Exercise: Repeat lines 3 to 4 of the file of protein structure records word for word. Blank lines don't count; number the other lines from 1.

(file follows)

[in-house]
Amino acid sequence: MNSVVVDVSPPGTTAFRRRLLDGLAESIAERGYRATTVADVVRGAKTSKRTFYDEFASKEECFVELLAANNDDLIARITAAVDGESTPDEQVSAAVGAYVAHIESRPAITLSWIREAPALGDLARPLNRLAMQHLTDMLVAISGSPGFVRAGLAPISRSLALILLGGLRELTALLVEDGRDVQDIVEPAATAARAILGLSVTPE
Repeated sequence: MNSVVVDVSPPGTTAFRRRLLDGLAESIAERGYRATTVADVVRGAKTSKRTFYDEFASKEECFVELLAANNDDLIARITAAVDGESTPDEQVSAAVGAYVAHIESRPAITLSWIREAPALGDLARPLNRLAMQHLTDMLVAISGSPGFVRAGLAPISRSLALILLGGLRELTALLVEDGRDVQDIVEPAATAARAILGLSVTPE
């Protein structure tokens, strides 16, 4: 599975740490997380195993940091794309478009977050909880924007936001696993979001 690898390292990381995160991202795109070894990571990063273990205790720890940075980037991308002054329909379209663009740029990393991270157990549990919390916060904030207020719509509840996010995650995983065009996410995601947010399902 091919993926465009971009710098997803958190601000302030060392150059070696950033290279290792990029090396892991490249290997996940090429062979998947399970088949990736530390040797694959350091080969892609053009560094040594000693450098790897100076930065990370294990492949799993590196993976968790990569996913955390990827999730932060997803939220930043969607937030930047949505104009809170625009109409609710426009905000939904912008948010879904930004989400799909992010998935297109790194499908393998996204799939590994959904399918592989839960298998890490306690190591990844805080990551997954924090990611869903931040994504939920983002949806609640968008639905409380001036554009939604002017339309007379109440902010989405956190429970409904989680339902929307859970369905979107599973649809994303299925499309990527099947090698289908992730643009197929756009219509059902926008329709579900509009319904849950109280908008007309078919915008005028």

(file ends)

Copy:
Repeated sequence: MNSVVVDVSPPGTTAFRRRLLDGLAESIAERGYRATTVADVVRGAKTSKRTFYDEFASKEECFVELLAANNDDLIARITAAVDGESTPDEQVSAAVGAYVAHIESRPAITLSWIREAPALGDLARPLNRLAMQHLTDMLVAISGSPGFVRAGLAPISRSLALILLGGLRELTALLVEDGRDVQDIVEPAATAARAILGLSVTPE
């Protein structure tokens, strides 16, 4: 599975740490997380195993940091794309478009977050909880924007936001696993979001 690898390292990381995160991202795109070894990571990063273990205790720890940075980037991308002054329909379209663009740029990393991270157990549990919390916060904030207020719509509840996010995650995983065009996410995601947010399902 091919993926465009971009710098997803958190601000302030060392150059070696950033290279290792990029090396892991490249290997996940090429062979998947399970088949990736530390040797694959350091080969892609053009560094040594000693450098790897100076930065990370294990492949799993590196993976968790990569996913955390990827999730932060997803939220930043969607937030930047949505104009809170625009109409609710426009905000939904912008948010879904930004989400799909992010998935297109790194499908393998996204799939590994959904399918592989839960298998890490306690190591990844805080990551997954924090990611869903931040994504939920983002949806609640968008639905409380001036554009939604002017339309007379109440902010989405956190429970409904989680339902929307859970369905979107599973649809994303299925499309990527099947090698289908992730643009197929756009219509059902926008329709579900509009319904849950109280908008007309078919915008005028």